Examining the Link Between the Human Microbiome and Antisocial Behavior: Why Criminologist Should Care About Biochemistry, Too

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Deviant Behavior






Objective: The expansion of technology enables closer examination of human biological functioning which has exponentially increased knowledge about how the human organism interacts with surrounding environs to produce certain behaviors. The contemporary biosocial model pushes crime theorists and researchers alike to consider the many biological factors that may be implicated in violent behavior and how those factors are ameliorated or exacerbated by environmental influences (and vice versa). This paper describes the human microbiome and discusses why and how the human microbiome should be incorporated into biosocial investigations of violent behavior.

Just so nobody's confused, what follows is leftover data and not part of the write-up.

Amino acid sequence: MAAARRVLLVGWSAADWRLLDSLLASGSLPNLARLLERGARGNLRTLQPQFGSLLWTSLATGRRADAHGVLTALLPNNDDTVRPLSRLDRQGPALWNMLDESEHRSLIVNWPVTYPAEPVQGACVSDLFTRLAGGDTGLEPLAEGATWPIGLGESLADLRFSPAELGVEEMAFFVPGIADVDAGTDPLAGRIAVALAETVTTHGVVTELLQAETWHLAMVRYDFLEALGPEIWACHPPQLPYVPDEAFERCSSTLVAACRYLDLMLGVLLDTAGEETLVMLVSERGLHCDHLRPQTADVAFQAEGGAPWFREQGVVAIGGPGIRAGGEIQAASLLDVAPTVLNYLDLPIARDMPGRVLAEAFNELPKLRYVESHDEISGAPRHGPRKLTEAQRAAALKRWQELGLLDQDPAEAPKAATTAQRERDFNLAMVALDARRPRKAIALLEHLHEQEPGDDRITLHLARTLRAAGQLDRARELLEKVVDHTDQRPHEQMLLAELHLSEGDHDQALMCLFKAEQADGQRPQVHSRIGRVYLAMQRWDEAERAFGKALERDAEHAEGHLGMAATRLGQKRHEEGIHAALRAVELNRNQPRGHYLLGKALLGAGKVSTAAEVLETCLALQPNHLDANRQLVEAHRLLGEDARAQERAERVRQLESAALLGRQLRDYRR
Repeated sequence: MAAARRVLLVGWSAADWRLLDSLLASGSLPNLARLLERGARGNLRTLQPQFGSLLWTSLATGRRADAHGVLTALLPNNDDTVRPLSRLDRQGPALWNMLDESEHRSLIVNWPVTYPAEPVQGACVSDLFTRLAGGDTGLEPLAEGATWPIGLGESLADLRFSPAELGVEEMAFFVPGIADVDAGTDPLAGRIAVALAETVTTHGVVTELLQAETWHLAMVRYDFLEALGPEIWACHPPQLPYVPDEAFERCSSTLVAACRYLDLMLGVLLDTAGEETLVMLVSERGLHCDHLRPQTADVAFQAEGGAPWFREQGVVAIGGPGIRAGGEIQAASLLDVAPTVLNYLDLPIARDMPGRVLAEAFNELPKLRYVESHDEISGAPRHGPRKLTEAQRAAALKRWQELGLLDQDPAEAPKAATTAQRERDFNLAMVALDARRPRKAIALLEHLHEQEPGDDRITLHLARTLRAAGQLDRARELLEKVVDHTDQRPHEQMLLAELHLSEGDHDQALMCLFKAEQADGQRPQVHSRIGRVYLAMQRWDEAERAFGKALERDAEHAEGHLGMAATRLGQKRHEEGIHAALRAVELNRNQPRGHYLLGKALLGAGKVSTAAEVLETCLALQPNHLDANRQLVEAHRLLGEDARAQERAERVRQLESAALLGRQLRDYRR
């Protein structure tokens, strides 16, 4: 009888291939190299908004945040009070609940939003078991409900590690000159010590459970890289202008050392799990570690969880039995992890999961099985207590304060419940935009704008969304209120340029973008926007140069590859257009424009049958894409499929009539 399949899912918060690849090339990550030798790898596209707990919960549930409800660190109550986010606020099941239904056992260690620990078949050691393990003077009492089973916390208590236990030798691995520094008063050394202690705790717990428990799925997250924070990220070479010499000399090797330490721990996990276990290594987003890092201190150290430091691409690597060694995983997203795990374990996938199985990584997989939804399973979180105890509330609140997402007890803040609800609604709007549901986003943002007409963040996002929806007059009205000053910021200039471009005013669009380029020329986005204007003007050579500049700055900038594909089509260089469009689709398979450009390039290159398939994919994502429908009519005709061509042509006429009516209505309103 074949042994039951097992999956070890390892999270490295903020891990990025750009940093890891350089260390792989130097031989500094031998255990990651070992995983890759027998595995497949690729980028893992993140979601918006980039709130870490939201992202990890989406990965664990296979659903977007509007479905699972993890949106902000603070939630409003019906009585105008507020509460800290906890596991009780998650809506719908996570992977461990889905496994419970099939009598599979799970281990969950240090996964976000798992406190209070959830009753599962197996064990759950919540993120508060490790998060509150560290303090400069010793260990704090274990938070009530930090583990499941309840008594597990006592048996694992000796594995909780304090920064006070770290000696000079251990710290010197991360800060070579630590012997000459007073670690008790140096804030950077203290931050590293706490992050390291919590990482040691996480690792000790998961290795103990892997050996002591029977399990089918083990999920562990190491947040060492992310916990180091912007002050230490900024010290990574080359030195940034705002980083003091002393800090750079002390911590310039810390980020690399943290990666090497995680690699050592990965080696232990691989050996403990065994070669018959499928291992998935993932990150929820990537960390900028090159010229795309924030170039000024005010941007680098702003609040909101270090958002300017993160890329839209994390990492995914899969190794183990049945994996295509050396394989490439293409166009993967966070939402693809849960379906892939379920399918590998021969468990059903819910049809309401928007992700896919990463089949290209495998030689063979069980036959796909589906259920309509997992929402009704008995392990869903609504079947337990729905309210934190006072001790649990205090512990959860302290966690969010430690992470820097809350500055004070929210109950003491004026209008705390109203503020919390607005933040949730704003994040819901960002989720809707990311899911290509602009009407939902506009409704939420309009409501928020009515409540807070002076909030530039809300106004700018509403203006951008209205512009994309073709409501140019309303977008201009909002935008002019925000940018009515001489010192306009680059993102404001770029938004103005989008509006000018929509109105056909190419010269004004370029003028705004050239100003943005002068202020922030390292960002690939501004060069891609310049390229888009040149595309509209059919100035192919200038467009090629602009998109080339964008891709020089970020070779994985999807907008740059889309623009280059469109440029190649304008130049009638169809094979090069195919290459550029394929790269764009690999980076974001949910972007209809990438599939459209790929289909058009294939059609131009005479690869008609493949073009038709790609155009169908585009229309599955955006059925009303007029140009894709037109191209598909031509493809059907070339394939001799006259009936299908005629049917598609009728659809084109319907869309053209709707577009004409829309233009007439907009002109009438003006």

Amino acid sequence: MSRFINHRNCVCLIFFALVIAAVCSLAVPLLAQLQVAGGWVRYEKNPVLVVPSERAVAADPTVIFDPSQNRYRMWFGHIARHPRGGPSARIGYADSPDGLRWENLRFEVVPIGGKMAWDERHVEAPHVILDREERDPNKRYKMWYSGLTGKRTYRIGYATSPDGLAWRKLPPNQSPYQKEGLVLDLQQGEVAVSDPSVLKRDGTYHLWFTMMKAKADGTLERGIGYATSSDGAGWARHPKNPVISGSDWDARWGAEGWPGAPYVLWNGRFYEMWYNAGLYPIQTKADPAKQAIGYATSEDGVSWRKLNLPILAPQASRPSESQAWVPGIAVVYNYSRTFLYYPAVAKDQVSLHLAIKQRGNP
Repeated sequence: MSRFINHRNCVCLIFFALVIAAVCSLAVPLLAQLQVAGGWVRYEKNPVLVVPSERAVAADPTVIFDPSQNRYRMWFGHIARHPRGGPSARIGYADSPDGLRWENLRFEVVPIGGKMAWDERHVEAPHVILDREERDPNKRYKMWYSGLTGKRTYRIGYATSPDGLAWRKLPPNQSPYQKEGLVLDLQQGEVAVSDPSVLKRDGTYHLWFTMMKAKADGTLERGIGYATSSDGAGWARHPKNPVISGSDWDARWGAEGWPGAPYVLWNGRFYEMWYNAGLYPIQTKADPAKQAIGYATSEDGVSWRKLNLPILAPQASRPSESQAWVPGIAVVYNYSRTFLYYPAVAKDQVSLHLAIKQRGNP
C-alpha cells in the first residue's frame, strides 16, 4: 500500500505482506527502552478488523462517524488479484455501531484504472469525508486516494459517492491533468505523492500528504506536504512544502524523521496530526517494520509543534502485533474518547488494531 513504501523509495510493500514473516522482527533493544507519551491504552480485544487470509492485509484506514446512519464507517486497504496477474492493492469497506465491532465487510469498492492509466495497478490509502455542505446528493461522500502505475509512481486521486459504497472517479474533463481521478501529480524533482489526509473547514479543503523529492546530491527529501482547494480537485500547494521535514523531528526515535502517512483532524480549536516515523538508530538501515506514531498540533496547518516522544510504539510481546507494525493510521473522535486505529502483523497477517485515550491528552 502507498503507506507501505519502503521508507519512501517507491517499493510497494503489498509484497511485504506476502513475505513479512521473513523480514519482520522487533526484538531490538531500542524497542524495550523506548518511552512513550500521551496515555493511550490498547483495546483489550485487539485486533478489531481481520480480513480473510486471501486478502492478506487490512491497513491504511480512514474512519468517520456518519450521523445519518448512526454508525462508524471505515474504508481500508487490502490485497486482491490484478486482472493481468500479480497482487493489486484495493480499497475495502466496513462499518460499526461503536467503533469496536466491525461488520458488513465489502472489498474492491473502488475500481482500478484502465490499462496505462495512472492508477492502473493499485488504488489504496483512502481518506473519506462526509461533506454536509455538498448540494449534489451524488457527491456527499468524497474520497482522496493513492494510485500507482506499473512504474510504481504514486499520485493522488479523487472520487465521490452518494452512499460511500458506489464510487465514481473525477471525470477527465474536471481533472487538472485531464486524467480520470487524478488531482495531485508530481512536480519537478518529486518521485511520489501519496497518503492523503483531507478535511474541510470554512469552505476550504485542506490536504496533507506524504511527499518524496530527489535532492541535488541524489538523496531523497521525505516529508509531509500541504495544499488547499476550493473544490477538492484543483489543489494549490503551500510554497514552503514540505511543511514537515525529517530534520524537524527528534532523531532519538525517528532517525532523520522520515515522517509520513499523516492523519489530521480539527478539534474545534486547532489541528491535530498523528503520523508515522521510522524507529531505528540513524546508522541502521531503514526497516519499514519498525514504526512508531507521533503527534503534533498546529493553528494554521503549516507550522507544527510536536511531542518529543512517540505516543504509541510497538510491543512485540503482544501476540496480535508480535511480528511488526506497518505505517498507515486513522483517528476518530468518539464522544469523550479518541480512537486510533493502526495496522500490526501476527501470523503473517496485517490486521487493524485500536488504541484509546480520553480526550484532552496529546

Method: To date, a fairly significant knowledge-base has accumulated regarding the evolutionary, genetic, and sociological bases of violent behavior but has not yet carefully considered other factors related to biochemistry: namely, the microbiome. We review the emerging literature on the role of the microbiome on phenotypes––particularly antisocial behavior––and synthesize the contribution of this literature to the study of antisocial behavior.

Results: The microbiome is likely an important contributor to animal and human behavior. Recent studies show that the microbiome holds promise in explaining antisocial behavior among a wide range of species including humans.

Conclusion: Criminological theory and public policy can incorporate knowledge about the microbiome in the explanation of violent behavior, and prevention and intervention efforts.